Given my love of whales, it is no surprise that I really enjoyed Star Trek IV: The Voyage Home, released in November 1986. For those who have not seen this film, the story line focuses on how Humpback Whales were driven to extinction and then were needed in the future to save mankind from an alien probe, looking for the long lost whales. The Star Trek crew traveled back in time and saved two Humpback Whales to bring them into the future to save the world.  Yeah, it’s hokey—but believable in the context of the film, and the message is a moving testament to the need to protect whales from pollution and international whaling practices.

Because I so appreciate whales, I often feel like I should be doing more to help them, to protect them in their native habitat. So, yes, I have adopted whales in the wild and donated to various funds to work against whaling practices.  I have some CD recordings that feature whale song and I love learning more about whales through research and documentaries.  But my contact with them is never going to be very personal, very one-on-one.  My concern for dogs, for example, could lead me to volunteering at the humane society or even taking in a stray or two.  But how often does a human get a chance to help a specific whale, one-on-one?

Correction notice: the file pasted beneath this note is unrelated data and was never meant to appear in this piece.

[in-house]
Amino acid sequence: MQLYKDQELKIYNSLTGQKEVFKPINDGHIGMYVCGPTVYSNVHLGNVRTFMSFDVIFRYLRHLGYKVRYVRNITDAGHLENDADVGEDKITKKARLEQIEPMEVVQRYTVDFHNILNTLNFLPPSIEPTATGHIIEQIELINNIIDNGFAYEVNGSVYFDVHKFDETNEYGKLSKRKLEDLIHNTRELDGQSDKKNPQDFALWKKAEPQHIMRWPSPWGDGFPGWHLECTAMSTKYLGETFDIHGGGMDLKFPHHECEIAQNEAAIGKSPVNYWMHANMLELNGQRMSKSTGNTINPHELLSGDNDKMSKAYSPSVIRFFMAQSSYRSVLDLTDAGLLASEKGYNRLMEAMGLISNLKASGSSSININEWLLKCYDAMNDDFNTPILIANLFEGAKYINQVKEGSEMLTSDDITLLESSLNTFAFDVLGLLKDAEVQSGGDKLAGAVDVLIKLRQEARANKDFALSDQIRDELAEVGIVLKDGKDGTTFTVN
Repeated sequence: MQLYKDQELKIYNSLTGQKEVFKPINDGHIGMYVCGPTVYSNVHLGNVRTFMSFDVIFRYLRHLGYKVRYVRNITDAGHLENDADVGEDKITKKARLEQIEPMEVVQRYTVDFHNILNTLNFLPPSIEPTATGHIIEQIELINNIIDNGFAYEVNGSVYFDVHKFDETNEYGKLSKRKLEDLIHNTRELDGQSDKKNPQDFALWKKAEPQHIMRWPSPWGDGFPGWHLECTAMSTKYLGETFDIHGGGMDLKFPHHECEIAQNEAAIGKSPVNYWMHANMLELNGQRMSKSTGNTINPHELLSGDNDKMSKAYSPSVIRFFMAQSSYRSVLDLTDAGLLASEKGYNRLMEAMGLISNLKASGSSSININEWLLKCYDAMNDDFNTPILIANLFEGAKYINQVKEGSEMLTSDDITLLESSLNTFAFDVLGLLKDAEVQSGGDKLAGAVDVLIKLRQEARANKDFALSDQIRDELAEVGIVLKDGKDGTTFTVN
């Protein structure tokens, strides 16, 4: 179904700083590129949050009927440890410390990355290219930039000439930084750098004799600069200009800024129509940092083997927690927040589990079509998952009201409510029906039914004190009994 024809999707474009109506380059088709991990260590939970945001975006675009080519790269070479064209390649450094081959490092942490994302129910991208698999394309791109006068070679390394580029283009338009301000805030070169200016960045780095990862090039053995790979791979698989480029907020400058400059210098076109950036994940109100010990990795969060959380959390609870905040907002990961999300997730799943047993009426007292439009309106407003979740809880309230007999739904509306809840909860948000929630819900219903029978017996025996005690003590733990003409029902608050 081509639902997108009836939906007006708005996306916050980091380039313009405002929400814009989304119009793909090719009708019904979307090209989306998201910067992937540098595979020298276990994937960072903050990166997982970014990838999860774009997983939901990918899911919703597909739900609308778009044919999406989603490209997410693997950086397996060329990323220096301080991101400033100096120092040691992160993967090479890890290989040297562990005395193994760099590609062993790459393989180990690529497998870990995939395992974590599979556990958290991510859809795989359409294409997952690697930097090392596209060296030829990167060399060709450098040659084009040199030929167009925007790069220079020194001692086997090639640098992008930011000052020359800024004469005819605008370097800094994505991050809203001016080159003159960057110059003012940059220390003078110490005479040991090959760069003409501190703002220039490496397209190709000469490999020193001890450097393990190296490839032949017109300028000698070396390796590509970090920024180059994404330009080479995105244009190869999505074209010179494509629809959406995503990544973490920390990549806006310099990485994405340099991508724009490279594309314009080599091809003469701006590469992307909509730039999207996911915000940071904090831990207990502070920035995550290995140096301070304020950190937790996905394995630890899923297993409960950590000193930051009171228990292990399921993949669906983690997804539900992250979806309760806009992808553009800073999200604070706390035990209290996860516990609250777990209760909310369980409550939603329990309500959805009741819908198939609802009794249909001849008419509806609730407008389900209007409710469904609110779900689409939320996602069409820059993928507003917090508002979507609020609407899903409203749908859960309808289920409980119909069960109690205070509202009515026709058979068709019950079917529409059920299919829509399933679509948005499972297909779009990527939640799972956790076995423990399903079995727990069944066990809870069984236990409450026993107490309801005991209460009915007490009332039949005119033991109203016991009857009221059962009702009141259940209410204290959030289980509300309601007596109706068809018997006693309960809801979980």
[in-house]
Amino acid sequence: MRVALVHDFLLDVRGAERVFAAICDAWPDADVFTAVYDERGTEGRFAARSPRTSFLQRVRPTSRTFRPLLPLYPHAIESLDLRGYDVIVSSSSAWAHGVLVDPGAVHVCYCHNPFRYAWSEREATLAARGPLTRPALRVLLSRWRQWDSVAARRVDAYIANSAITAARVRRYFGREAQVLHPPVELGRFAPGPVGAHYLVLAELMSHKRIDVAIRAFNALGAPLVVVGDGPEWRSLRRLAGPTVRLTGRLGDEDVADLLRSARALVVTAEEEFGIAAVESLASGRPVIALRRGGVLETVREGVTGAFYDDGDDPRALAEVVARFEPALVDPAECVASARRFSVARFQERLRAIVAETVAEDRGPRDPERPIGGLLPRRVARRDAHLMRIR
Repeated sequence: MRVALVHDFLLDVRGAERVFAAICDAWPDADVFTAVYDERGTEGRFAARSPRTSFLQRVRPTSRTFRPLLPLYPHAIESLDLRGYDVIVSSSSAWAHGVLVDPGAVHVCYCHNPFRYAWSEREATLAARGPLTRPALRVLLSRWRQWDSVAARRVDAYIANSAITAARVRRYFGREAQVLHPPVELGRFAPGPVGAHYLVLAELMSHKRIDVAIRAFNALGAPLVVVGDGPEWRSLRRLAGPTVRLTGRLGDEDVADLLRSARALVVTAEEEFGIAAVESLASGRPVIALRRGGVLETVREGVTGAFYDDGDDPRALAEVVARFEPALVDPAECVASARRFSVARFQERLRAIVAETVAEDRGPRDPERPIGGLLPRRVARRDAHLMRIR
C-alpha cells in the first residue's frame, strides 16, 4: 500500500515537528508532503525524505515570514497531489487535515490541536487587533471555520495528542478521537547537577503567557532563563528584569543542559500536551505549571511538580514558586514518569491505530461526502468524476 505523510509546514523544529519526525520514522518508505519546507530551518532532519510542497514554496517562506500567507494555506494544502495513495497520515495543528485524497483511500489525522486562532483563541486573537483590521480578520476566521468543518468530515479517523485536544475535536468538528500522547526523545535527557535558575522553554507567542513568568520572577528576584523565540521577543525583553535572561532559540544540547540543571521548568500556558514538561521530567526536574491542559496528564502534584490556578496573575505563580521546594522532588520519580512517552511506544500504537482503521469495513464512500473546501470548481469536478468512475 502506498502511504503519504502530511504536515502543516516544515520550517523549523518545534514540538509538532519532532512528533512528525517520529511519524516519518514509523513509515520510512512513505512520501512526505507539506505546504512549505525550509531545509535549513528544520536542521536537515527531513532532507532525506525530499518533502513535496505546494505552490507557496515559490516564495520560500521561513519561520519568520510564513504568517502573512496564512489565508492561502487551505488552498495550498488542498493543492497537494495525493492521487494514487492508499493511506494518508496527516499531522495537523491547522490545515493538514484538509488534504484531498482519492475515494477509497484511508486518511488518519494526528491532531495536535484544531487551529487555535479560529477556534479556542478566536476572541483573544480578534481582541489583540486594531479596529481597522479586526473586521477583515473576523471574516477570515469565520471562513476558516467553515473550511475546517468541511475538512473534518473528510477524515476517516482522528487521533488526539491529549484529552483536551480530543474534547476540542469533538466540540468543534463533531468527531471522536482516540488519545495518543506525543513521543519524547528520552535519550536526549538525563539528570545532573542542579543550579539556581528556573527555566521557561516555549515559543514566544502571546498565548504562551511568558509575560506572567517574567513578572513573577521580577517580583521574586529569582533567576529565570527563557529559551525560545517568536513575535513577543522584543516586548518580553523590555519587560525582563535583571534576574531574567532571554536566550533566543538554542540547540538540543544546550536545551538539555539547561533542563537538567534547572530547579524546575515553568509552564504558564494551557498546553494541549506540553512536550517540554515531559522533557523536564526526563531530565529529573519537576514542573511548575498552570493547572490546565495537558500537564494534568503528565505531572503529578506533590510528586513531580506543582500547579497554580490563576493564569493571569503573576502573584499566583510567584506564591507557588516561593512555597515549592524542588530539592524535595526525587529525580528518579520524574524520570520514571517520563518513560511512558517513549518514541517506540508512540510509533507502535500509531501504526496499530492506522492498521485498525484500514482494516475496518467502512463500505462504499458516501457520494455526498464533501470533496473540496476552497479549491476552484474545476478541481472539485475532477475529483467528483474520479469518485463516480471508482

Below is a video that shows that such a personal interaction is possible between whales and humans—and the interaction can be rewarding for all involved.  A good friend sent me this video link, a friend I have actually been whale watching with!   I think it shows the majesty of the whales as well as the kindness and courage of the humans who set out to help! 

I trust you will enjoy Saving Valentina! And if you did not already have a wonder and respect for whales in general, maybe this video will help change your mind.  The video is produced by the Great Whale Conservancy.

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What is a man without the beasts? If all the beasts were gone, men would die from a great loneliness of spirit. For whatever happens to the beasts, soon happens to man. All things are connected.”  Chief Seattle

Earth Day Then & Now: How “Green” Are You?